Click on images to enlarge
infestation (Photo: Trevor James)
habit (Photo: Sheldon Navie)
basal rosette of large lower leaves (Photo: Sheldon Navie)
prickly branched stems and paired upper leaves (Photo: Sheldon Navie)
elongated upper leaf (Photo: Trevor James)
close-up of prickly stem and leaf underside (Photo: Sheldon Navie)
young flower cluster subtended by several elongated bracts (Photo: Trevor James)
flower cluster in flower (Photo: Sheldon Navie)
immature seed-head (Photo: Sheldon Navie)
mature seed-head (Photo: Rob and Fiona Richardson)
close-up of seeds (Photo: Steve Hurst at USDA PLANTS Database)
young plant (Photo: Sheldon Navie)
Dipsacus fullonum L. subsp. fullonum
Dipsacus sylvestris Huds.Dipsacus fullonum L.
common teasel, Fuller's teasel, teasel, wild teasel, wild teazel, wild teazle
Native to northern Africa (i.e. northern Algeria, Morocco and Tunisia), Europe (i.e. Ireland, UK, Austria, Belgium, Czechoslovakia, Germany, Hungary, the Netherlands, Poland, Switzerland, Albania, Bulgaria, Greece, Italy, Romania, Yugoslavia, France, Portugal, Spain, Moldova and Ukraine) and western Asia (i.e. Lebanon, Syria and northern Turkey).
Widely naturalised in south-eastern Australia (i.e. on the central and southern tablelands of New South Wales, in southern and eastern Victoria and in Tasmania).
Naturalised overseas in southern Africa, New Zealand, USA and South America.
Wild teasel (Dipsacus fullonum subsp. fullonum ) is regarded as an environmental weed in Victoria and Tasmania. While it is mainly a weed of pastures and roadsides, it sometimes also grows in natural communities and forms a large basal rosette of leaves in the early stages of growth. This rosette of leaves can cover a large area and shade other ground-dwelling plants nearby.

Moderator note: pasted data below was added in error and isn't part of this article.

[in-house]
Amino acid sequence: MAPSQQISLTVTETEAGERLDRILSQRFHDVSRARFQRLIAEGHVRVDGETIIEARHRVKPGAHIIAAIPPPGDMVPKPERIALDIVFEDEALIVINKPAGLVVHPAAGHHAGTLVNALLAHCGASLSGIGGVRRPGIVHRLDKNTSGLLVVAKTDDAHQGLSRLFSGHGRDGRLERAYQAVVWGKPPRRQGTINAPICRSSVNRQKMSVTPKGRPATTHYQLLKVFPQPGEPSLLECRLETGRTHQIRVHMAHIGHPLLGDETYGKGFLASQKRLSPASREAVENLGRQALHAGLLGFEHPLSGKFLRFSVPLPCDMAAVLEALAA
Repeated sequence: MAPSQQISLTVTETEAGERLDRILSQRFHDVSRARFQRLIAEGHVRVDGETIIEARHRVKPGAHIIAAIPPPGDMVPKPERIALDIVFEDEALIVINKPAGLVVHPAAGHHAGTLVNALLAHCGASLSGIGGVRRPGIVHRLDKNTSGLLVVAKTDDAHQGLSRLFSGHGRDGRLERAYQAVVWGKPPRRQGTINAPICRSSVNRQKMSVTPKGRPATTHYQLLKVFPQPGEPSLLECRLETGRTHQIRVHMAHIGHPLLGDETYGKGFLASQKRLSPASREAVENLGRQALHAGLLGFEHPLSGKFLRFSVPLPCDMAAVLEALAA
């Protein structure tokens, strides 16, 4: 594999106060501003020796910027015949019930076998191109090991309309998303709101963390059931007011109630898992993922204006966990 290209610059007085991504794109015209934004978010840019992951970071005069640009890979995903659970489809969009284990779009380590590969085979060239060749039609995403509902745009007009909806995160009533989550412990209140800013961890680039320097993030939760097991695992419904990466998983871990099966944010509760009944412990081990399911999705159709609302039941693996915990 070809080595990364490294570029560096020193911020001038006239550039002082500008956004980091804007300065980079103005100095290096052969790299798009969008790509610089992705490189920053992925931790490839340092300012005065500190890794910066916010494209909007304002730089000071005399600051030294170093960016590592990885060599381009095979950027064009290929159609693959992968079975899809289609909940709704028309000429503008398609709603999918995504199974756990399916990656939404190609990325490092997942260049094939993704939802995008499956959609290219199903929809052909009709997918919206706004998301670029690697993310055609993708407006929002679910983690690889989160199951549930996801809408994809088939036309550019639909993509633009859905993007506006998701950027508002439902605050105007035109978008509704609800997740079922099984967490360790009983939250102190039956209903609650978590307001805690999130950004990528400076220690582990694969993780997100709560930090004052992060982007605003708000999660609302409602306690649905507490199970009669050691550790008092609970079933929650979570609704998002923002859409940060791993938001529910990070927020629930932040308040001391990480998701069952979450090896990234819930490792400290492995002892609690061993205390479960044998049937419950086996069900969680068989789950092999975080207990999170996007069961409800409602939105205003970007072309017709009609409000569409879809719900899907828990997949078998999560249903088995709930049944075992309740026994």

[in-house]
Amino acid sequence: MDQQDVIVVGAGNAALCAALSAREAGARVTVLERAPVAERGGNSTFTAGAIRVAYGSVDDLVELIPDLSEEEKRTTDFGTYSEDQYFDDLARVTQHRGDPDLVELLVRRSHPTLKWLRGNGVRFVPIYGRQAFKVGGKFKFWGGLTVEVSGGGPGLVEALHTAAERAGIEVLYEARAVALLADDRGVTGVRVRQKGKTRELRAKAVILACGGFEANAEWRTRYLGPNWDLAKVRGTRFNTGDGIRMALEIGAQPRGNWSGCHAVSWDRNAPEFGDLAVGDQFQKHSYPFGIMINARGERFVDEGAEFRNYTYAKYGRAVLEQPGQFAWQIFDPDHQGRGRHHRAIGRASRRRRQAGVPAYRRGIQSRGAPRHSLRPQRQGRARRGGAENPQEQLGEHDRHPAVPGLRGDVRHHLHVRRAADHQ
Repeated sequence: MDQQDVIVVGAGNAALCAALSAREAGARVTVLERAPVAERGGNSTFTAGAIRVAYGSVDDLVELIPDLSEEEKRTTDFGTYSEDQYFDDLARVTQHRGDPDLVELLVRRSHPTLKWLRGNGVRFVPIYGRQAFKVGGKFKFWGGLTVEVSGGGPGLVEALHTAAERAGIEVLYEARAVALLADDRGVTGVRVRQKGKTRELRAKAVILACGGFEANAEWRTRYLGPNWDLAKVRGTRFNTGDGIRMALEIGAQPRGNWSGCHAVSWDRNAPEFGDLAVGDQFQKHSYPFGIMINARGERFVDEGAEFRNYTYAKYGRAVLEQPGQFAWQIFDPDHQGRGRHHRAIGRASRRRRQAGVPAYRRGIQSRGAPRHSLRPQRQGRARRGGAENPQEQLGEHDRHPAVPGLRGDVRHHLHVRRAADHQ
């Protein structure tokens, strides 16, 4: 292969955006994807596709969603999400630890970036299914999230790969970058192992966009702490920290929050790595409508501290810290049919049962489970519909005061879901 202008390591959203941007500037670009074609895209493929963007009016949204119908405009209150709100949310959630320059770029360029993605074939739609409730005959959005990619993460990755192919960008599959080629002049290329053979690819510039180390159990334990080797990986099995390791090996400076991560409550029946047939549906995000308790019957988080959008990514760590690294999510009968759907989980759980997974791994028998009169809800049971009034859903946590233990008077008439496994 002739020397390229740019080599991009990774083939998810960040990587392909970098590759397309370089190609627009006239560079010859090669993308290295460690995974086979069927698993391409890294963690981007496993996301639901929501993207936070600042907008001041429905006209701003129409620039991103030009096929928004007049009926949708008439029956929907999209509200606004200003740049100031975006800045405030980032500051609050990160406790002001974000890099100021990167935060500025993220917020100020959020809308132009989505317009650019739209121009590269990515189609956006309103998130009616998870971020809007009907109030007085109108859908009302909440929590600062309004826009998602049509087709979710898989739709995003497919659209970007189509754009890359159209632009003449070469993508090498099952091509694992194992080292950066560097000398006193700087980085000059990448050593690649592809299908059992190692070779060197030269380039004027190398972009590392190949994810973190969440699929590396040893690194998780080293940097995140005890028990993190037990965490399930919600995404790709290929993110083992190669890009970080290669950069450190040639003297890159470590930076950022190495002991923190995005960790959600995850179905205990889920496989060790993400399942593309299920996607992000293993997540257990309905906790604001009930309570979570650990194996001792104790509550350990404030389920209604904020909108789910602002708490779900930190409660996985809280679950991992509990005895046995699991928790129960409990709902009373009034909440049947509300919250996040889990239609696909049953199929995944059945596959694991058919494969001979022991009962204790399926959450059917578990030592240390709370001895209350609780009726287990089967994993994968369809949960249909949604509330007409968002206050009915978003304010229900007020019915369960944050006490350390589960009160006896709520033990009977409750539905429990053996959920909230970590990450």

Fact sheets are available from Department of Employment, Economic Development and Innovation (DEEDI) service centres and our Customer Service Centre (telephone 13 25 23). Check our website at www.biosecurity.qld.gov.au to ensure you have the latest version of this fact sheet. The control methods referred to in this fact sheet should be used in accordance with the restrictions (federal and state legislation, and local government laws) directly or indirectly related to each control method. These restrictions may prevent the use of one or more of the methods referred to, depending on individual circumstances. While every care is taken to ensure the accuracy of this information, DEEDI does not invite reliance upon it, nor accept responsibility for any loss or damage caused by actions based on it.
Copyright © 2016. All rights reserved. Identic Pty Ltd. Special edition of Environmental Weeds of Australia for Biosecurity Queensland.
The mobile application of Environmental Weeds of Australia is available from the Google Play Store and Apple iTunes.